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EU urges tech giants to combat disinformation amidst rising online falsehoods

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The European Union’s “digital enforcer,” Thierry Breton, has sounded the alarm over the proliferation of fake and misleading online content in the wake of the deadly Hamas assault in Israel. He is demanding that X (formerly known as Twitter) and Meta (owner of Facebook and Instagram) take action against disinformation.

Breton, the EU commissioner, has sent letters to Elon Musk, the owner of X, and Mark Zuckerberg, head of the Meta group, requesting details within 24 hours on how they are removing “illegal content and disinformation” in accordance with the EU’s new Digital Service Act (DSA). The DSA, effective for large platforms since August, imposes fines as high as six percent of a company’s global turnover for hosting illegal online content.

This warning has triggered an online exchange between Breton and Musk. Musk, in response, asked for a list of violations on X, emphasizing his platform’s transparency. Breton challenged Musk to demonstrate compliance with DSA and threatened rigorous enforcement.

Musk shot back, insisting on transparency and urging Breton to post his concerns on X. Meanwhile, Breton promoted Bluesky, a rival to X, which has Twitter co-founder Jack Dorsey on its board.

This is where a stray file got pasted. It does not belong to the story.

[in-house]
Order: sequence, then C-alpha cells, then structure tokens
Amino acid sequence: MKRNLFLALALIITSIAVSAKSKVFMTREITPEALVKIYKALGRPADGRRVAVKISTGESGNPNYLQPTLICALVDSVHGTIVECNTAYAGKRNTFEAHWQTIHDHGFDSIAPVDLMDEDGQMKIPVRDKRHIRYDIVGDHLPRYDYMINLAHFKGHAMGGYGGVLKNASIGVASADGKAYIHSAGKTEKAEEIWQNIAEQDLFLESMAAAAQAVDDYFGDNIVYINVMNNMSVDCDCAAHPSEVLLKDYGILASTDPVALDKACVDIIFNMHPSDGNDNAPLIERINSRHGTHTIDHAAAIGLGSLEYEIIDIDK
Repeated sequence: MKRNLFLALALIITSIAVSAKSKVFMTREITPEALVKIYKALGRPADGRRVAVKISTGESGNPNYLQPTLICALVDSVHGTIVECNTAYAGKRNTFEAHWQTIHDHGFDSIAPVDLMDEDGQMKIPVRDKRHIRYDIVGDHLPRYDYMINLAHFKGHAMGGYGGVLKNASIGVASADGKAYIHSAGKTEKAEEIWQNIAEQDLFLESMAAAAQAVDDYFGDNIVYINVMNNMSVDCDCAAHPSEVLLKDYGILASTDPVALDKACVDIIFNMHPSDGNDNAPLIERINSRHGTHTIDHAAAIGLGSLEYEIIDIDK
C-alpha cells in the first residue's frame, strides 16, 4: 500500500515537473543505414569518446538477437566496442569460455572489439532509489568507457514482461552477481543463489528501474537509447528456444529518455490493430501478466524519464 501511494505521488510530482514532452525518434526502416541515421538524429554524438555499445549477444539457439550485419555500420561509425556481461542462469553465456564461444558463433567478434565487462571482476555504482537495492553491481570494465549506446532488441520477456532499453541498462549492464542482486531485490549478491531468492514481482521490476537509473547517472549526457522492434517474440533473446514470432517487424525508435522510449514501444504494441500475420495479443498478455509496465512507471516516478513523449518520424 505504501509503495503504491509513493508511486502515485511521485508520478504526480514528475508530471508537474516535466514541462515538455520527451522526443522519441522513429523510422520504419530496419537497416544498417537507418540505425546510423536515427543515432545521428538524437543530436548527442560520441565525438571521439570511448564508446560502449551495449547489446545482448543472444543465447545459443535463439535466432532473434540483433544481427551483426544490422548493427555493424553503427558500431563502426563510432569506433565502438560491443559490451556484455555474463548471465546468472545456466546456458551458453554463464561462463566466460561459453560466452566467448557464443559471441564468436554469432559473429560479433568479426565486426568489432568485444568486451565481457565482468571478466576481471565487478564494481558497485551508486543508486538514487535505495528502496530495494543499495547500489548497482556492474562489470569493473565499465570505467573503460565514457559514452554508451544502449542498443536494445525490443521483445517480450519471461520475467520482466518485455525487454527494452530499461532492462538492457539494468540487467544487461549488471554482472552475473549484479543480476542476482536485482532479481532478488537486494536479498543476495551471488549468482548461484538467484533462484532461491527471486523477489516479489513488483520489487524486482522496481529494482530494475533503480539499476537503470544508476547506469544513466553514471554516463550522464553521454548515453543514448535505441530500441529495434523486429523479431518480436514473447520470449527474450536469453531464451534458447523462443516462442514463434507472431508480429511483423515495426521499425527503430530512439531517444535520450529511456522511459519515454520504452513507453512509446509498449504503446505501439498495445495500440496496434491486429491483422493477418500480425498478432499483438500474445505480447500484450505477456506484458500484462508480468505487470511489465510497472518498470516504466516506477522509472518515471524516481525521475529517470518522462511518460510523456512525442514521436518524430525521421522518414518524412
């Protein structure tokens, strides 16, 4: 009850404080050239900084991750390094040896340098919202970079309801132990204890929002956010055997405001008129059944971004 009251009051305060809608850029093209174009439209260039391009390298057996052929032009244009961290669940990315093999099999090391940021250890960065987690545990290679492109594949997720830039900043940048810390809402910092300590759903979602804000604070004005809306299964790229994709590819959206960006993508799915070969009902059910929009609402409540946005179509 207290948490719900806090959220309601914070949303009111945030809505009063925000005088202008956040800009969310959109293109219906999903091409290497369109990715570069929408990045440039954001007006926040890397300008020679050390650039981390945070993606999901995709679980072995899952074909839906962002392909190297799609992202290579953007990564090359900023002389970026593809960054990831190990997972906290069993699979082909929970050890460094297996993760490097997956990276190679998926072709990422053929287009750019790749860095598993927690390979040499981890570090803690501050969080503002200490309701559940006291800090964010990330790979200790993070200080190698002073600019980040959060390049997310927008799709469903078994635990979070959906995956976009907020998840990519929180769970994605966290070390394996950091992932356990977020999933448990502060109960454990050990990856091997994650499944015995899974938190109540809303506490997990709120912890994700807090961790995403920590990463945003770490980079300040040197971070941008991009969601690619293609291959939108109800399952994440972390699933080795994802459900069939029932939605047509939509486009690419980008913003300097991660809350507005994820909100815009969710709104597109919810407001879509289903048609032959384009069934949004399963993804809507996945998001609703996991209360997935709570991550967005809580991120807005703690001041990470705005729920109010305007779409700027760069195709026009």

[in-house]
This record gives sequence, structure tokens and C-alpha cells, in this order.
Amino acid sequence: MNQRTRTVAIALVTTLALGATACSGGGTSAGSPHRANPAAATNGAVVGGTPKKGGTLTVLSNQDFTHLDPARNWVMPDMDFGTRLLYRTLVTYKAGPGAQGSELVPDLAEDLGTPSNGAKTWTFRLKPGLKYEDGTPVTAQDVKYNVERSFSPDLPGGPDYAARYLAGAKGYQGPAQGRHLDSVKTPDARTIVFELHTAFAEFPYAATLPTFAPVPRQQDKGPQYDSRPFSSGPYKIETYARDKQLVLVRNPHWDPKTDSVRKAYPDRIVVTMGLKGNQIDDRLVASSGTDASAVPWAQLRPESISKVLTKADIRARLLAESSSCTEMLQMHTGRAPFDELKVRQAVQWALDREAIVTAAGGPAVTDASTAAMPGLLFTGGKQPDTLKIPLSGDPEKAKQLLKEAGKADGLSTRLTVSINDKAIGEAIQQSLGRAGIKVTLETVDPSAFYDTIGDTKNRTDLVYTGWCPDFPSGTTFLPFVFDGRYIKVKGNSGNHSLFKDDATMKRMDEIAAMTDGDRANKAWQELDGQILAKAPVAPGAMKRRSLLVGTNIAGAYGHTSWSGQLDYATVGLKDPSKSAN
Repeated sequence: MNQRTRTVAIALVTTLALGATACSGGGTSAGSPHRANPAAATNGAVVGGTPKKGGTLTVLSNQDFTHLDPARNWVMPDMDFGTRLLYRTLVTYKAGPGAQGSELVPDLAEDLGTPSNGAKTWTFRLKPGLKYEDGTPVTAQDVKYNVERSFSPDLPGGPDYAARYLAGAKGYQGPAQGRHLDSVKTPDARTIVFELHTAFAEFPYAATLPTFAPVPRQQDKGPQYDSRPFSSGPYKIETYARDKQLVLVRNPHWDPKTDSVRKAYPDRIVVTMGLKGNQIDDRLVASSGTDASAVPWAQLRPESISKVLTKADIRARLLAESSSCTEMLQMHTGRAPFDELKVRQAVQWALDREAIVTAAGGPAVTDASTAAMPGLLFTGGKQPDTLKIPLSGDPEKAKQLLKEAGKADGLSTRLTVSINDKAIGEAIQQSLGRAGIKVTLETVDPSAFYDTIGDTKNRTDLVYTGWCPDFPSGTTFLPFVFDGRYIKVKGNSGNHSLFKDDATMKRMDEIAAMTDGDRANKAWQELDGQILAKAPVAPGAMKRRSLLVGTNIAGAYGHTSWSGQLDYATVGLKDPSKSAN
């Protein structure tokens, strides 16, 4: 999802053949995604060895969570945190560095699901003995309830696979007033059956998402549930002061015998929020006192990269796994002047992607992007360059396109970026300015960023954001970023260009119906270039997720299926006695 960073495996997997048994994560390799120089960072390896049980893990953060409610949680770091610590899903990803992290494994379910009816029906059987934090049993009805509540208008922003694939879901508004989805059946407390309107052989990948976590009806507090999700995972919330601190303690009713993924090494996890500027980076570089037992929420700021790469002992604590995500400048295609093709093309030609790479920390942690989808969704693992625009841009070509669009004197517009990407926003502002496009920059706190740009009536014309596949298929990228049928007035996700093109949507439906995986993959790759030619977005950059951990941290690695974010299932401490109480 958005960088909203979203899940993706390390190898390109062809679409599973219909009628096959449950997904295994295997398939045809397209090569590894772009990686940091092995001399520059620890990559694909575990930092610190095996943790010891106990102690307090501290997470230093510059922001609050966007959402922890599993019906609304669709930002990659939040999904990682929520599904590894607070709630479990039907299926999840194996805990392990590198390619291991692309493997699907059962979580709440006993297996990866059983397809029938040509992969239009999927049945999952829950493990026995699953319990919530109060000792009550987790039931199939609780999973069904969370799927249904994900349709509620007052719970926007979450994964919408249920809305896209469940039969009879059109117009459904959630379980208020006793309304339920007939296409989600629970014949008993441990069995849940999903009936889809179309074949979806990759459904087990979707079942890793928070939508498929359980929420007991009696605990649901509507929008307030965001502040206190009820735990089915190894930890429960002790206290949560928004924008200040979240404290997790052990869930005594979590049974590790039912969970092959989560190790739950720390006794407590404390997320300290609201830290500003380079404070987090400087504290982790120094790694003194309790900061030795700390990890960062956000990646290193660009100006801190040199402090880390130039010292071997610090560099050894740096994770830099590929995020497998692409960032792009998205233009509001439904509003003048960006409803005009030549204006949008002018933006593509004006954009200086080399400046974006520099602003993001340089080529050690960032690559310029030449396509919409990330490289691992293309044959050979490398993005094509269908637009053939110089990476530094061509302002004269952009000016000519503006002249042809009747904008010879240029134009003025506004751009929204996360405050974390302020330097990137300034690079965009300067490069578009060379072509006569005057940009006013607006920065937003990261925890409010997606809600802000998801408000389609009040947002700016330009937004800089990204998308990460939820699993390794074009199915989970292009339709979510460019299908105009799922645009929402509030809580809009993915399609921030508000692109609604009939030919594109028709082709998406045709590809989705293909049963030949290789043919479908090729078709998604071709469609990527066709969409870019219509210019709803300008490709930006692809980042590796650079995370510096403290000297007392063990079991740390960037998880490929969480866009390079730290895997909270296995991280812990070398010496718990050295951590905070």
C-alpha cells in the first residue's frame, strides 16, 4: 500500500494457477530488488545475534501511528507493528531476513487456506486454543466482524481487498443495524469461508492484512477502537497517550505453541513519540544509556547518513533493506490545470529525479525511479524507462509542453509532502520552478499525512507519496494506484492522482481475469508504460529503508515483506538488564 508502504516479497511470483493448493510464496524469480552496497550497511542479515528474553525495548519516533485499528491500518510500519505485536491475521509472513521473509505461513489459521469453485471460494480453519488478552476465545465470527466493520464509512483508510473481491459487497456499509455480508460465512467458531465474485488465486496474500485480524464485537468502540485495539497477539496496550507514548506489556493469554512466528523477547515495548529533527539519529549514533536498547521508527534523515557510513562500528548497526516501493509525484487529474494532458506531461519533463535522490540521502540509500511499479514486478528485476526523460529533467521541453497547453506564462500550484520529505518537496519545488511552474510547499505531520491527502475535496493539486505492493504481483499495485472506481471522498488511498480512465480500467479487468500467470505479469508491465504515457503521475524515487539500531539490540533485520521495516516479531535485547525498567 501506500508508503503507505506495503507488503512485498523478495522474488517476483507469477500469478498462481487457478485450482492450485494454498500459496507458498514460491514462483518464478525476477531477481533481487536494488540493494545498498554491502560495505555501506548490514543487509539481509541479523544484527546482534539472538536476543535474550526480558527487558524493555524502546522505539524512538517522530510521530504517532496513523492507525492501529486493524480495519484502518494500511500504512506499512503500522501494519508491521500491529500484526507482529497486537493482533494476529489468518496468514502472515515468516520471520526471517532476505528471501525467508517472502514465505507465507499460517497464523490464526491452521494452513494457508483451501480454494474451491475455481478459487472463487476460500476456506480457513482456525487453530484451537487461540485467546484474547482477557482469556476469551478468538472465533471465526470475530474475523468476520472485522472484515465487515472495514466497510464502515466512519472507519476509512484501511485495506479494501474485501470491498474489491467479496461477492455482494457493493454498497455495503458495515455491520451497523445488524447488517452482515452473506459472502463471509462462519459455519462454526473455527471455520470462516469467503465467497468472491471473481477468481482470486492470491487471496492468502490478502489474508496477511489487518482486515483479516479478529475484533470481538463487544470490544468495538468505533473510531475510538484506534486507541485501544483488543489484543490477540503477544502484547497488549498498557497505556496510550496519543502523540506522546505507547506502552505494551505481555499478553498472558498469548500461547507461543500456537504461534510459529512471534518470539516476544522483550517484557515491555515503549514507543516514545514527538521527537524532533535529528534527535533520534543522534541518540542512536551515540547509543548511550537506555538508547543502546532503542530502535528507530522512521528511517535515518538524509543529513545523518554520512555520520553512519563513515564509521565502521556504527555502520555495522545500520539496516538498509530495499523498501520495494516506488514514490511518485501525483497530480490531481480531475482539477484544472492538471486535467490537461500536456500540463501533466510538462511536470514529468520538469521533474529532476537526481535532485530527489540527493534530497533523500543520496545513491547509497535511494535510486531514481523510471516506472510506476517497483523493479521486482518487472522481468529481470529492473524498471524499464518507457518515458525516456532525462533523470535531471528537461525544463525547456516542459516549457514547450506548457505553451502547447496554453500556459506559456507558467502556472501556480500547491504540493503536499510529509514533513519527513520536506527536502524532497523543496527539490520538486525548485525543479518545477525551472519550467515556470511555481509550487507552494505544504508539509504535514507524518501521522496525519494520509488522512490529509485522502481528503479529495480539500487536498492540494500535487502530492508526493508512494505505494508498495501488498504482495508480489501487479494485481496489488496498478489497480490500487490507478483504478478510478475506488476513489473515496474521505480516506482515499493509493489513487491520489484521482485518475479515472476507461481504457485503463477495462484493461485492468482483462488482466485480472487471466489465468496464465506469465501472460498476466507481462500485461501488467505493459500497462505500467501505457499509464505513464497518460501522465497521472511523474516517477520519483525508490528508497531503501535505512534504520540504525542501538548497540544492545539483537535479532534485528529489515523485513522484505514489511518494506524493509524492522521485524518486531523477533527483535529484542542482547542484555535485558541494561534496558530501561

X has come under scrutiny due to Musk’s cost-cutting measures, including reducing content moderation teams, leading to its poor performance in an EU analysis of illegal online content.

Breton’s letter to Musk highlighted concerns about violent and terrorist content circulating on X following the Hamas operation in Israel. His letter to Zuckerberg urged Meta to ensure effective moderation systems and DSA compliance.

Meta responded by establishing a special operations center after the Hamas attack, staffed with experts monitoring and responding to the evolving situation, while coordinating with fact-checkers to combat disinformation.

Breton also emphasized the importance of tackling disinformation during EU elections. The EU considers the risk of fake and manipulated content influencing elections a serious concern.

Breton does not determine what constitutes illegal online content; it is defined by EU laws or member countries’ legislation. However, he plays an active role in drawing attention to platforms’ responsibilities.

This development comes as advertisers pull back from X, causing a drop in revenue, and notable figures abandon the platform. Since the recent events in Israel, social media platforms have been inundated with videos of violence and conflict.

X has faced criticism for changes in its verification system and the presentation of unrelated images as part of the ongoing conflict. In addition, it no longer provides links to news articles, instead showing only images without context.

The international news agency AFP is taking legal action against X in France to enforce EU laws related to payments for online content usage. Breton and the EU aim to regulate and combat disinformation, bringing order to what he previously referred to as the “Wild West” of the internet.

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